How to make organic fertiliser that can be directly absorbed by plants by combining a biofilter with worm compost.
Worm composting works by breaking down organic waste using earthworms (notably Eisenia Fetida) which mimics the process performed by living organisms in the surface layer of the soil. Food waste (vegetable peelings, scraps of food, even animal carcasses, faeces etc.) is a source of nourishment which is eaten and digested by micro-organisms (bacteria and fungi) and earthworms in the worm compost.This process of digestion promotes mineralisation of waste products, converting them into simple elements (azote, potassium, phosphorus, magnesium, calcium, iron , trace elements etc.) which can then be absorbed by plants, giving them essential nutrients for their growth and development
The end-products of this process are leachate (or ‘brown liquid’ from compost) and ‘worm tea’ from humus.
Leachate (brown liquid) is rich in nutrients, beneficial micro-organisms and organic molecules yet to be broken down and is made up of liquid earthworm faeces, moisture from compost and fresh plant matter which has fallen from above.
Humus (a dark, lumpy substance that feels moist to touch) contains essential minerals for plants, humic acid (the molecule which stimulates their metabolism and root growth) and decomposers in the form of beneficial micro-organisms. It effectively acts as a larder as it stores nutrients to which plants have a progressive and continuous supply.
The way this works is that decomposers effectively finish off the process of “digesting” chemical compounds which are then readily and directly accessible to the plant. In healthy soil, this is a continuous process.
The liquid which comes from out of the biofilter contains beneficial micro-organisms and elements which can be easily absorbed by plants. The benefits of this process taking place in a biofilter is that it prevents the plant roots from rotting and resulting in decay or deficiencies. An aerobic process takes place in the biofilter i.e. in the presence of oxygen.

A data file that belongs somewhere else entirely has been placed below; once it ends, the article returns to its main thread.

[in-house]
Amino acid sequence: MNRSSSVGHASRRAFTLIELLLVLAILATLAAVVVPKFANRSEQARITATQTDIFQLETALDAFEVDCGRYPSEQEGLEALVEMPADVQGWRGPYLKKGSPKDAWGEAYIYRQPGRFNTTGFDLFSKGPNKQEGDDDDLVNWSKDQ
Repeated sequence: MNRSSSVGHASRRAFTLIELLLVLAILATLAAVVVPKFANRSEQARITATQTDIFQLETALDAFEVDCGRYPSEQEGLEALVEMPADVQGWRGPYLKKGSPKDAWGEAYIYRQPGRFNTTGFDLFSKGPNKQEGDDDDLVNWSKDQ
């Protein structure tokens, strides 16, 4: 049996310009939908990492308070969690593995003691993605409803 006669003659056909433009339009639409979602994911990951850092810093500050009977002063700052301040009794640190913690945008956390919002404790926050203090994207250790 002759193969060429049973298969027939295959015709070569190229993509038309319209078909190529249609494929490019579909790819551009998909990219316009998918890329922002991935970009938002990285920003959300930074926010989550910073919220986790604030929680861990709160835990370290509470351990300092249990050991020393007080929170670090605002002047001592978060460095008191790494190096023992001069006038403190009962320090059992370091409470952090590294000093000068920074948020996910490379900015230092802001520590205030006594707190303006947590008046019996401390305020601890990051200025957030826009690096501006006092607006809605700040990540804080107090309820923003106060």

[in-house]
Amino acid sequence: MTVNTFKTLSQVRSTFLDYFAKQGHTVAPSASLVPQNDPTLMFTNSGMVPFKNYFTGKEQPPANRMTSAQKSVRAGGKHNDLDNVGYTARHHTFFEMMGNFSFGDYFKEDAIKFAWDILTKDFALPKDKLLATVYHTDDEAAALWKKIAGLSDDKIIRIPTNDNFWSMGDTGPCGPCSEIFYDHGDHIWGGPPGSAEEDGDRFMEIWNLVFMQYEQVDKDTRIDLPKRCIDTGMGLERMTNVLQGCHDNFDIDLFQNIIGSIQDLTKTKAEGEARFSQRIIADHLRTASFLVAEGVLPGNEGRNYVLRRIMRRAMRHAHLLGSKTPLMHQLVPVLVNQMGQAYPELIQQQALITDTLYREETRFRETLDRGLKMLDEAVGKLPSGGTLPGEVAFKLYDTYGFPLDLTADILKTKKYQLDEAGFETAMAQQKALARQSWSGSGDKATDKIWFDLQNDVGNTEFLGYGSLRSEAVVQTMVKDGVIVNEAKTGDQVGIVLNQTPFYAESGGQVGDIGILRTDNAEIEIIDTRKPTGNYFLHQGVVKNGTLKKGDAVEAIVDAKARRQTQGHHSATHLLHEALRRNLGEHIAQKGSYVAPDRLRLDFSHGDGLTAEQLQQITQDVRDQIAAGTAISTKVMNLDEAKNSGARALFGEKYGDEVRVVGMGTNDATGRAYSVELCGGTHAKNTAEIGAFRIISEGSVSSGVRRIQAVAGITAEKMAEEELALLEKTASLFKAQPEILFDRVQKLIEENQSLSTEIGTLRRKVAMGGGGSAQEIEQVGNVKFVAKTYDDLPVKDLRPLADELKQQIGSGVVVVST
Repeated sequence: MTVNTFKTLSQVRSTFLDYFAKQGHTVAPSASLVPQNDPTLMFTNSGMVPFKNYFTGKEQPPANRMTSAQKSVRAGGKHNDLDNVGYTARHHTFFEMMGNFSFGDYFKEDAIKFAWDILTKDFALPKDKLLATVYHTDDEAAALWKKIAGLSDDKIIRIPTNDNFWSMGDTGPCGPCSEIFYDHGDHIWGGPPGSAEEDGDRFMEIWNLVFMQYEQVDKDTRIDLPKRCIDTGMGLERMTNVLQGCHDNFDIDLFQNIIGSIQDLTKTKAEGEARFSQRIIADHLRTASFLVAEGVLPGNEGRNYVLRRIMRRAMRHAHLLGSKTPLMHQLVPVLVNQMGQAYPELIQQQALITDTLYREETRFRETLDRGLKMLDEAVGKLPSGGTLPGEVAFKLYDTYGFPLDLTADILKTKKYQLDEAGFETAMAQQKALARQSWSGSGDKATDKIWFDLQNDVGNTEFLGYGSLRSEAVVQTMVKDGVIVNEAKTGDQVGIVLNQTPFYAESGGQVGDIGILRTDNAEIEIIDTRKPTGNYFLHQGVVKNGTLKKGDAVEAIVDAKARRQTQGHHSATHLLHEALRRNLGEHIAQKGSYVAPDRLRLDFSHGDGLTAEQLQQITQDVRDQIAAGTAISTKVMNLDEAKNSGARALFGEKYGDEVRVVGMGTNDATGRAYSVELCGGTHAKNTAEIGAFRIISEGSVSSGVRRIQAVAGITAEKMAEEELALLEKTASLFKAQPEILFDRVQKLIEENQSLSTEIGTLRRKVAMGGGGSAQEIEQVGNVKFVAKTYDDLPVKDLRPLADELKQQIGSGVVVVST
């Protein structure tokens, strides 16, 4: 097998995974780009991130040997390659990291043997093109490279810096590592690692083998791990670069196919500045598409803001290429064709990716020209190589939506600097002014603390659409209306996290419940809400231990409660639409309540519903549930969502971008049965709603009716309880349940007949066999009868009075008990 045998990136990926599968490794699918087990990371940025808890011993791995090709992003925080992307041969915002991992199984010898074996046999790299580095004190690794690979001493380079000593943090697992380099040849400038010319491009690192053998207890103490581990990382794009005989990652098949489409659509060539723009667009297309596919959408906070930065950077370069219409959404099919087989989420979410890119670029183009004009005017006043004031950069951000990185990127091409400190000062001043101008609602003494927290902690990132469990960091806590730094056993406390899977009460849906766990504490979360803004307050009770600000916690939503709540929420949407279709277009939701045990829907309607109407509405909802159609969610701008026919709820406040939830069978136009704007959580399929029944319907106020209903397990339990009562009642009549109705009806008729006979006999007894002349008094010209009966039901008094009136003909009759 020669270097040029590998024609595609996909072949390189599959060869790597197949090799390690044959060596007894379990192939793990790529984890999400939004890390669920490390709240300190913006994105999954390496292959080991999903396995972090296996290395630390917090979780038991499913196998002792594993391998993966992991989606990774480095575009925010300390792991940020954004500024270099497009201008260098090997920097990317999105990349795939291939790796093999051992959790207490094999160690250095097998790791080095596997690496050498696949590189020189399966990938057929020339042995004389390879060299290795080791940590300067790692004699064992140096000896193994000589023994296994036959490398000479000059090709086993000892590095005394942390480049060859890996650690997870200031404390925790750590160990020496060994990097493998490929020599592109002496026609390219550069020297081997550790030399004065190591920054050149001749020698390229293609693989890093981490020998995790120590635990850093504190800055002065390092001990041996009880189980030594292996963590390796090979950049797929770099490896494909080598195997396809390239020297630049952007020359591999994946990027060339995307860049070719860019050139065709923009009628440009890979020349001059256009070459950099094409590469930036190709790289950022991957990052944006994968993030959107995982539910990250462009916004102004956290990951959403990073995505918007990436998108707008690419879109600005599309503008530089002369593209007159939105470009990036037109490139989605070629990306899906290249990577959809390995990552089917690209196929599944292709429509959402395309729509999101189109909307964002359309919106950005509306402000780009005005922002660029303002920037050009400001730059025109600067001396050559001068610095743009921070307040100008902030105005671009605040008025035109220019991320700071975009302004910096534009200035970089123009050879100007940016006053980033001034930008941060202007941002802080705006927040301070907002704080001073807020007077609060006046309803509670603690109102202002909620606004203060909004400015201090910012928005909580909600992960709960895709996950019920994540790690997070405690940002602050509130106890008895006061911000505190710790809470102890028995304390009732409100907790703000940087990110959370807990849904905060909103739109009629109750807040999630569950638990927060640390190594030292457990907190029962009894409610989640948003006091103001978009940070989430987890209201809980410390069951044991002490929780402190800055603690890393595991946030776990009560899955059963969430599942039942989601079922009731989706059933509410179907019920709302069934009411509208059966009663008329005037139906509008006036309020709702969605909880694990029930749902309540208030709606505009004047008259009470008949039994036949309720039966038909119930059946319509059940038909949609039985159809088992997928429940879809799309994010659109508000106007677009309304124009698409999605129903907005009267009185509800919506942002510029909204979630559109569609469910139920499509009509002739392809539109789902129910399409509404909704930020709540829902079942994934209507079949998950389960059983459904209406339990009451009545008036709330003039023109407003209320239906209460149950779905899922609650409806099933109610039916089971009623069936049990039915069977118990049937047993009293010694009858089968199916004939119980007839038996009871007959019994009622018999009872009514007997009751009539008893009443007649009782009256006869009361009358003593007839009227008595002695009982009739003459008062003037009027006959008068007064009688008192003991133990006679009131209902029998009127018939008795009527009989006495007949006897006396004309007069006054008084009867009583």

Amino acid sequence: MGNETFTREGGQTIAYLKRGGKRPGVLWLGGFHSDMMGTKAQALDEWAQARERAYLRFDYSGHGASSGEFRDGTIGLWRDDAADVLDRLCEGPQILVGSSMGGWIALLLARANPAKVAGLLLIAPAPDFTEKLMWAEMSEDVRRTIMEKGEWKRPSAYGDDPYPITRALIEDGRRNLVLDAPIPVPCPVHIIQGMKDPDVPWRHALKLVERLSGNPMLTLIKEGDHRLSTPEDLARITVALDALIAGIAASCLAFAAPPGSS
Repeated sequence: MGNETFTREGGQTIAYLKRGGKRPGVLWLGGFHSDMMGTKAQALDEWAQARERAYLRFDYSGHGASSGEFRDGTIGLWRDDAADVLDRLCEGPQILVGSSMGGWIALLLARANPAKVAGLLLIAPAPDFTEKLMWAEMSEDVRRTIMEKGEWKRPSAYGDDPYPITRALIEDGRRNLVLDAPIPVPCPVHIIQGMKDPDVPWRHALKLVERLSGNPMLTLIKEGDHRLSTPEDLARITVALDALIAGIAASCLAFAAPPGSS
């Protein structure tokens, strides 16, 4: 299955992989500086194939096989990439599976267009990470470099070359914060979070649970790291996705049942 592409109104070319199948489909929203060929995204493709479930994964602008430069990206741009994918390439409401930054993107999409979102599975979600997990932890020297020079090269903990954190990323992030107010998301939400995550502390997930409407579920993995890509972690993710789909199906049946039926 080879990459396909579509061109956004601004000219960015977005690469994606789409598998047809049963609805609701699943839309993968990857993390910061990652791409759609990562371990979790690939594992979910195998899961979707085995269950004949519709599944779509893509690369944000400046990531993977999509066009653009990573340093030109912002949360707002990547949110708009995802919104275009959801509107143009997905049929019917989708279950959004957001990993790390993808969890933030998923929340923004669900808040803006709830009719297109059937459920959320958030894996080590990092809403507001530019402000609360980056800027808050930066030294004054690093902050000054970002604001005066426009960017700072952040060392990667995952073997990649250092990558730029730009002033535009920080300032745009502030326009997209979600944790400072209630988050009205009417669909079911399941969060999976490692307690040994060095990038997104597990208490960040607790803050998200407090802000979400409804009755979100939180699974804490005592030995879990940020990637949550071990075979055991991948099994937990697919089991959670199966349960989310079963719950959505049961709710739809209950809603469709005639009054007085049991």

The biofilter uses an active flow of liquid (water + organic matter) which acts as an ‘oxygenating fountain’ by cascading onto beds which are made of microporous and aerated material such as volcanic rock, pumice stone or expanded clay balls and beds made of aerated materials high in cellulose such as straw, dried grass, dried reeds etc. suitable for the growth of fungi.
Why combine worm compost with and a biofilter?
The Leachate (or brown liquid) that is collected after composting is a substance that has not entirely been broken down. Adding a biofilter to the worm compost allows completion of the process which produces the different nutrients needed by the plant . You then end up with a “fertiliser” which can be used even on an inert substrate (as with soil-less cultivation or hydroponics) which in turn brings beneficial micro-organisms into the system.
Humus can be harvested either by hand-sorting or waiting until the earthworms have migrated. It then can be used to enrich soil or potting substrates. This system works by the earthworms building their colony in the upper section (approximately in the first 15 centimetres) with the humus that has been produced remaining in the lower section and the leachate draining into the biofilter which then becomes enriched with nutrients as it passes through the humus. This type of worm composter is mostly used for collecting leachate.
There are varying scales of worm composting: from large scale operations for spreading on crops to making it on much smaller, domestic scale e.g. for making fertiliser for personal use to grow plants either with or without soil. The real benefits can be seen both in isolated areas where there is farming activity or even in urban areas where crops are grown out of the soil (e.g. on rooftops) a virtuous feeding cycle can be established by combining the processes of recycling organic waste with producing fertiliser for plants.